Watson said.
"The Agency has never stopped
working," she declared. "It's more
rational and reasonable than the
materialistic logic of today."

14tenin9
hi. "
with ROZ VIRSHUP
Feeling low, feeling tense?
Crammers suffering from finals
fatigue can find a remedy from
this all too common ailment
through relaxation and diversion
from the printed page via the air-
waves.
In between or while you study,
music provides relieving balm for
the chronic crammer. Today's pre-
scription includes the CBS Sym-
phony orchestra's concert (3-4:30
p.m., WJR) conducted by Ber-
nard Herrman. The orchestra will
play works by Delius, Handel and
Brahms.
* * *
THE R.C.A. VICTOR show, star-
ring Robert Merril with the Bos-
ton Pop's under the baton of Ar-
thur Fiedler concludes its current
season today (5-5:30 p.m. WWJ).
Soprano Bidu Sayou will be
guest soloist on The Telephone
Hour (9 p.m. Monday, WWJ).
Massimo Freccia will appear on
the podium of the NBC Symphony
Orchestra (5:30 p.m. Saturday
WWJ) when it features Tschai-
kowsky's 5th Symphony.
American Pioneers-20th Cen-
tury concert, offered by the East-
man School Orchestra, conducted
by Howard Hanson, will play
works by four American composers
(2 p.m. Saturday, WWJ).
LOCAL NOTE: The U. of M.
Hot Record Society presents a
new weekly program of jazz and
bop records and discussion (10:30
p.m. Thursday WHRV).
If you really want to get your
mind off finals (though we can't
promise any alleviation of ten-
sion) you might tune in on "Sus-
pense" (9 p.m. Thursday, WJR).
Frederich March plays a fire
inspector who suspects that his
wife is a pyromaniac in Cornell
Woolrich's "The Night Reveals."
For less madness and more mat-
ter, the NBC University Theatre
(1:30 p.m. today) offers a drama-
tization of Edith Wharton's Age
of Innocense. Next week they'll
present Henry James' the Ambas-
sadors.
"FLARE PATH" by Terrence
Rattigan will be featured on the
Theatre Guild (9:30 p.m. today)
co-starring Peter Lawford and
Deborah Kerr.
For comic relief, 'the regular
Sunday night jokesters Benny,
Allen and Morgan are given close
competition by Eve Arden as "Our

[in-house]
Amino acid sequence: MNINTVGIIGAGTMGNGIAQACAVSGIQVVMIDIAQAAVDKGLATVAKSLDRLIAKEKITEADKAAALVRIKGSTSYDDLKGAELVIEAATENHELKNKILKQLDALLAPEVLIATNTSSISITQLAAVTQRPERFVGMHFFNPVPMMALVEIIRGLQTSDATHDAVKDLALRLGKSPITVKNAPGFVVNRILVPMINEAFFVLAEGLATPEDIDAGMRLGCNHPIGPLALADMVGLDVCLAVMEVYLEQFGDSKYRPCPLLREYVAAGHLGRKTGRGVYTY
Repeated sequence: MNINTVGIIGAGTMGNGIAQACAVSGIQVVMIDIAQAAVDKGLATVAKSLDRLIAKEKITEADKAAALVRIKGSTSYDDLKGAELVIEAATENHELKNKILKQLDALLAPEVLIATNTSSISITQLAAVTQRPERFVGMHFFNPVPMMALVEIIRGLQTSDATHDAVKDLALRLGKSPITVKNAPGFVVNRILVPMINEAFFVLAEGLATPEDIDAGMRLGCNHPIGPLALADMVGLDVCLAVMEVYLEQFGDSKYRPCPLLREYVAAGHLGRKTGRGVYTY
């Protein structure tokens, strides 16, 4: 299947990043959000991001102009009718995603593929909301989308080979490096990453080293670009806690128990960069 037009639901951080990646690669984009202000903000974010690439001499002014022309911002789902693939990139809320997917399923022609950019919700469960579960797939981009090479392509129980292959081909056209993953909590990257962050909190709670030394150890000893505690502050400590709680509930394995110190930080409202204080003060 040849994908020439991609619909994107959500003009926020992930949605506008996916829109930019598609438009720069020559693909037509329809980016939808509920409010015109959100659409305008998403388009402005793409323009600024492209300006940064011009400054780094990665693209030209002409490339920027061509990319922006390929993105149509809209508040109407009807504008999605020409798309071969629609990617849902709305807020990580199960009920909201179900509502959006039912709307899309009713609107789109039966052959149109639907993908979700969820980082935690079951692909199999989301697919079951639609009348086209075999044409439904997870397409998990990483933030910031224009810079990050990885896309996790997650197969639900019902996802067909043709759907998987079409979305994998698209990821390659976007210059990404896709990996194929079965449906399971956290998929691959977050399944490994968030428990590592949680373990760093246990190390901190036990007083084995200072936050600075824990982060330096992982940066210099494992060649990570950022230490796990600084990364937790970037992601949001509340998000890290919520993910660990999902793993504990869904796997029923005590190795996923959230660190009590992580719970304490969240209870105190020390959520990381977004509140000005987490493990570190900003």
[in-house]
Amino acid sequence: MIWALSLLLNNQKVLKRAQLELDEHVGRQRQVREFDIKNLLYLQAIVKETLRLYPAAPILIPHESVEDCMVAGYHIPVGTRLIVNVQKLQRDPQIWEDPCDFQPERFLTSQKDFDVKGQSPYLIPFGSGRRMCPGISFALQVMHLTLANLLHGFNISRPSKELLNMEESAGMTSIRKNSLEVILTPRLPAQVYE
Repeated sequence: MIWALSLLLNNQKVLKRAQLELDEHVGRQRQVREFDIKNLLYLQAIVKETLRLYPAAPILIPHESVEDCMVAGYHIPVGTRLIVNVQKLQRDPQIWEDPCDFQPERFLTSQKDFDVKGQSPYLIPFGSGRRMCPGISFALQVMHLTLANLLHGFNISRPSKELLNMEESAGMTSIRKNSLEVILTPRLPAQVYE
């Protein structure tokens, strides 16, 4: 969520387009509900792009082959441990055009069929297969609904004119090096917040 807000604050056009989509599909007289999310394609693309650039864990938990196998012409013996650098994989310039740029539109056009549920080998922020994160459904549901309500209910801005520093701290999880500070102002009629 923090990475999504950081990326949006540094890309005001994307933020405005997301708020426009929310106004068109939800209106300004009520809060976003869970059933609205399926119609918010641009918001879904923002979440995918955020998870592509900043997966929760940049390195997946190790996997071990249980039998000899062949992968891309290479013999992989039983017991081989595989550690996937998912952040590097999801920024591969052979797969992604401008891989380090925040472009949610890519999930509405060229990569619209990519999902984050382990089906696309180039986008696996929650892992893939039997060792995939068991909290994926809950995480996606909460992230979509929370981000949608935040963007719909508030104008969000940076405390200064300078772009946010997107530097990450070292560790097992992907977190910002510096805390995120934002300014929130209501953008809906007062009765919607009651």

Miss Brooks" (9:30 p.m. WJR).
Acid tongued Grouho Marx,
will be Al Jolson's guest on the
Kraft Music Hall (8 p.m. Thurs-
day WJR).
The famed Ballet Theatre
should make television headlines
when the outstanding dancing
troupe appears on video (8 p.m.
today, NBC-TV. "La Fille Mal
Gardee" and "Pas de Quatre" will
be presented, with Igor Youske-
vitch, Nana Gollner, Diana Adams
and other star performers.
Drury To Speak
"National Parks in American
Life" will be the topic of Newton
Drury, director of National Park
Service, in a lecture marking Park
and Recreation Week at 4:15 to-
morrow, Rackham Lecture Hall.
Drury, a leader for more than
twenty years in the fight to pre-
serve California redwoods, will
speak later to an assembly of the
School of Forestry and Conserva-

tion at 11 a.m., Tuesday, in Kel-
logg Auditorium.

ASSOCIATED PRESS
P DC TURE NEWS

8 E A K D L E S5 L I N C 4 L N-Henry Gulick, 5, embraces
an 1860 bust of beardless Abraham Lincoln by C. H. Volk, brother-
in-law of Stephen A. Douglas, at the Antiques Fair in New York.

I N E S S G 0 N D O L A A traveling salesman in a floating grocery store t Giethorn,
Holland's "Little Venice," offers his wares to prospective patrons in ti'

MAPLE SUGAR TI M E---A student at St. Alexandre
College, near Ottawa, Canada, hands a bucket of sap to a collector
in the harvest that may yield 4,400,000 gallons of maple syrup.

T O K Y 0 B A L L E T S C H O O L - Mary Jannis, of Seattle, in private life wife of M/Sgt.
Frank L. Collum in Japan, puts her ballet students through their paces at her studio in Tokyo.

M.

as seen in HARPER'S BAZAAR,
' I
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L.'~*
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in a dazzle of confetti dots on
white linen. De Liso Deb pump,
smartly styled, matched with
Lennox handbags; a trend-
setting fashion, now through
summer. The shoes, $14.95.
The matching bag $10.00,
plus tax.

Hi i UK IRI IT M I L L-This mill with its water
wheel built at Calistoga, Calif., in 1846 before the "gold rush,"
was -restored in 1925 by Napa County Native Sons.

N I N G U P--Lou Moore, whose North Hollywood-built cars finished one-two in two Indian-
apolis races, stands behind George Connor in a rebuilt car he will drive in the 1949 classic.